LOS ANGELES, AP – Four years after it shuttered the original Napster with a legal assault, the recording industry is taking a different approach to online file-swapping: If you can”t beat ”em, join ”em.
Recording companies have begun taking steps to legitimize the peer-to-peer technology that lets computer users share songs, video and other files with one another online.
However the U.S. Supreme Court rules in a file-swapping decision expected as early as Thursday, the technology appears irrepressible.
In the last few months, major record labels have signed licensing deals with companies working to field file-swapping services that would block unauthorized files from being traded online.
"There”s only two options here," said Michael Goodman, an analyst at The Yankee Group market research firm. "You either license it — and you find a way to license it and monetize it — or you don”t license it and it gets traded anyway."
Some 330 million tracks were purchased online last year from online stores such as Apple Computer Inc.”s iTunes. But around 5 billion were downloaded from free file-sharing networks, he said.
Meanwhile, recording companies have sued 11,700 computer users for file-swapping. Of those, 2,500 cases have been settled, typically for about $3,000 each.
The Supreme Court is considering whether companies behind unrestricted file-sharing services — Grokster and Morpheus — should be liable for copyright infringement. The case”s outcome could speed the way for licensed peer-to-peer services.
Even so, it remains to be seen whether those industry-endorsed alternatives can attract people who now tap open file-swapping networks using such programs as eDonkey, BitTorrent and Kazaa.
"When it comes down to it, why is somebody going to pay for something they can get for free?" said Mac Padilla, 21, a student who lives in Los Angeles.
The industry may know the answer at least in part as early as next month, when Peer Impact, one of the licensed file-swapping services, is slated to launch.
Its software can be used to find and purchase tracks from an initial catalog of a half-million songs from all the major labels, said Gregory Kerber, head of Saratoga Springs, N.Y.-based Wurld Media Inc., the firm behind the service.
After a user buys a song from Peer Impact, future buyers get it from that member — or others who have gotten it in the meantime — instead of from a central server. Users have to pay for each track they download, but sharing songs they”ve purchased from Peer Impact earns them credits they can spend on the service.
At launch, at least, Peer Impact will not let users share songs from their own collections.
Another company to sign licensing deals with major and independent record labels is Snocap Inc., which was founded by Napster creator Shawn Fanning.
The company”s software is designed to track songs being swapped online and notify record labels when someone tries to share a song that hasn”t been licensed for free distribution. Snocap also has a deal with file-sharing software maker Mashboxx to facilitate authorized content distribution through its network.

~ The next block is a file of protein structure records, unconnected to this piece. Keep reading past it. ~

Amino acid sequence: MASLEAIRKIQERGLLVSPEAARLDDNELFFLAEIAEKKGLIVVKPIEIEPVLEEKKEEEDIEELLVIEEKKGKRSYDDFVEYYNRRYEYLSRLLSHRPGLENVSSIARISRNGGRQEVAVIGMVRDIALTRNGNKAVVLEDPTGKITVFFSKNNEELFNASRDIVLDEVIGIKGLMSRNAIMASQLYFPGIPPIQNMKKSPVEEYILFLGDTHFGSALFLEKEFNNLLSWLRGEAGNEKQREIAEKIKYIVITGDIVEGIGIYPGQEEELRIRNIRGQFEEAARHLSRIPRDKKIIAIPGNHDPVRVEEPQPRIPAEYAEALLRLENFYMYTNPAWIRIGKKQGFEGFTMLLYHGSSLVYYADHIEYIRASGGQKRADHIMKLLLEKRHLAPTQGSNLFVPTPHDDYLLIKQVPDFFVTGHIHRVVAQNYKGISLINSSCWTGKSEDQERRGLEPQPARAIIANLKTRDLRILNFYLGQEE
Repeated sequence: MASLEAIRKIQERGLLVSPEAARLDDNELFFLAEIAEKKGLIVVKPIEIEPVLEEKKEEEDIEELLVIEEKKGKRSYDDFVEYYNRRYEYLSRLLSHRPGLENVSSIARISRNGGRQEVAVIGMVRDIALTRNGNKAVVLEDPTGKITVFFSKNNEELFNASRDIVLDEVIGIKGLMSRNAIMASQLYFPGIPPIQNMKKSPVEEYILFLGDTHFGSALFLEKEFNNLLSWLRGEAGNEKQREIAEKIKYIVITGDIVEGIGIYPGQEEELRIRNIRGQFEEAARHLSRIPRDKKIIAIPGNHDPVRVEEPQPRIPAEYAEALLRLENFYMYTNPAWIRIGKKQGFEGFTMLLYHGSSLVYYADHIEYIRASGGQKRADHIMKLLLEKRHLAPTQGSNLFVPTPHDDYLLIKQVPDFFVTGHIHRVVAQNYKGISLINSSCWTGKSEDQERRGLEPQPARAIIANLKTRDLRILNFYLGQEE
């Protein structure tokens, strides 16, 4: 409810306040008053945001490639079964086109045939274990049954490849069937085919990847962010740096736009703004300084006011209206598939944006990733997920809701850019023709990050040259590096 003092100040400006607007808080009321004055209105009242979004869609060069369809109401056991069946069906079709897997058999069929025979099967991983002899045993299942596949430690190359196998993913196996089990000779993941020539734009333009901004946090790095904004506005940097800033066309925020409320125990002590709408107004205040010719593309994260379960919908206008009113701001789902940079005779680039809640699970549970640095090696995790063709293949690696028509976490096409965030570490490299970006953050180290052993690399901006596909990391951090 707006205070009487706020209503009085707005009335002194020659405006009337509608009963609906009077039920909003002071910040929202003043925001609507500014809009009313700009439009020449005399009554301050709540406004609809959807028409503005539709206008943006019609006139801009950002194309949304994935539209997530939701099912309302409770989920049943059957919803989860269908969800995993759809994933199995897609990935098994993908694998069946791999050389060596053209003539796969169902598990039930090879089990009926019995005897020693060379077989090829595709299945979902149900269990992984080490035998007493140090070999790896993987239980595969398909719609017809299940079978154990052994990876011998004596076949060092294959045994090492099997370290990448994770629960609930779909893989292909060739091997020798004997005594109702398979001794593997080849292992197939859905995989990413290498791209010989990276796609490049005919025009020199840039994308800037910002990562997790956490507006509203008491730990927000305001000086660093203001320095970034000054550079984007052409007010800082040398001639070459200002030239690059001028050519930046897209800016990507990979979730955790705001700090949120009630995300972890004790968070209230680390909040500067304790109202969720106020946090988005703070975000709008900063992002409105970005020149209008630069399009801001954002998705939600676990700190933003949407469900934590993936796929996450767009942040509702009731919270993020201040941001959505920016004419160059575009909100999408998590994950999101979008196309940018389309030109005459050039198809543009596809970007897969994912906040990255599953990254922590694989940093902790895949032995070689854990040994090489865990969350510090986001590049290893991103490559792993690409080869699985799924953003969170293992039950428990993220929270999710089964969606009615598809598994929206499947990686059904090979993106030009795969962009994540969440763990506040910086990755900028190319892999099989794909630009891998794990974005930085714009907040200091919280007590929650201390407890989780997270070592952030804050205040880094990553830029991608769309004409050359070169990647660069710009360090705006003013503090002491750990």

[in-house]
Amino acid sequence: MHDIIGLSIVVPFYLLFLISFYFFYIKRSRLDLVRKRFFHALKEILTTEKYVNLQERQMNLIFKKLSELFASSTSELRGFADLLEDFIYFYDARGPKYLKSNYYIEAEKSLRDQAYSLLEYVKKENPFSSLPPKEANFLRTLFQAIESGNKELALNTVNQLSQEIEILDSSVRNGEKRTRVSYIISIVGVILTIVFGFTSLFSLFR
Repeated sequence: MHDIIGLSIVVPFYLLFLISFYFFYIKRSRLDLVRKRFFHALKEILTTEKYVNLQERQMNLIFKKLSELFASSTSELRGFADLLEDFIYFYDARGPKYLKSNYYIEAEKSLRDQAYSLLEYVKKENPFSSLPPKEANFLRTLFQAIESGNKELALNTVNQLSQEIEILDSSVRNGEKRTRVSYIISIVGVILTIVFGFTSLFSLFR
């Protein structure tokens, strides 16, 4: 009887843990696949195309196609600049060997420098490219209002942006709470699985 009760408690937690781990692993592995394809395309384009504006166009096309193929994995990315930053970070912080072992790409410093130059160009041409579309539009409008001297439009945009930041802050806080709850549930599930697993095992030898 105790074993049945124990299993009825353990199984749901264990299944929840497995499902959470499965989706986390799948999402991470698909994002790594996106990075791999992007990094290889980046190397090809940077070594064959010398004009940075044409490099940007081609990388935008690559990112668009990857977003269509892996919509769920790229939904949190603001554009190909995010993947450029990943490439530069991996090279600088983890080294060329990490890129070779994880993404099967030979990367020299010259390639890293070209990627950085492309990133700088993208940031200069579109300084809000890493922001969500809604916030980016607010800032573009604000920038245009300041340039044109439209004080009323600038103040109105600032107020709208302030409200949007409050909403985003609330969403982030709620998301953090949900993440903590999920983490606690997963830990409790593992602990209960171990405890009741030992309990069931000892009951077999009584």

Mashboxx is set to launch a beta test version next month, said Wayne Rosso, chief executive for the Virginia Beach, Va.-based company. Rosso, who once headed the company behind the Grokster file-swapping software, says Mashboxx users will be able to search for tracks across peer-to-peer networks, upload them and share those that are not restricted by record labels using Snocap”s software.
Through Snocap, the labels will be able to assign usage rules for each track, deciding whether users on Mashboxx or other peer-to-peer networks can listen to a track a few times before they must purchase it, or what sort of copy restrictions each file will have, for example.
Rosso claims Mashboxx users will be able to swap millions of tracks — such as concert bootlegs and other recordings — on which record labels have not applied restrictions.
That would help unsigned bands that use peer-to-peer networks to build their audience and established acts like Wilco that encourage their audiences to record their concerts and share bootlegs.
"If the content is not identified and registered in the database, then we can”t be held responsible for it," Rosso said. "It”s highly unlikely that any Mashboxx user is going to be sued."
Still, Rosso adds, once a record label finds that a bootleg recording or other track is being swapped, it can move to restrict it from being shared — or set up limited listens before purchase.
Privately, record label executives say they remain circumspect over how a licensed peer-to-peer service would actually fare in the marketplace.
Mashboxx has yet to announce licensing deals with the major labels, though it”s been reported that Sony BMG Entertainment has agreed in principle to license its music.
Meanwhile, Microsoft Corp. is testing file-sharing technology of its own that one day could be integrated in the company”s dominant Windows PC operating system.
The project, dubbed Avalanche, is supposed to improve on the speed of other file-sharing distribution systems, such as BitTorrent, while also preventing unlicensed content from being traded. For now, the company says it has no plans to release Avalanche or include it in future products.
If Microsoft develops its own peer-to-peer software, it could help boost the number of music fans using licensed file-sharing services, said Goodman, the Yankee Group analyst.
"They have the opportunity to integrate it into the operating system … so you get large-scale adoption," Goodman said. "That would make it attractive to content companies."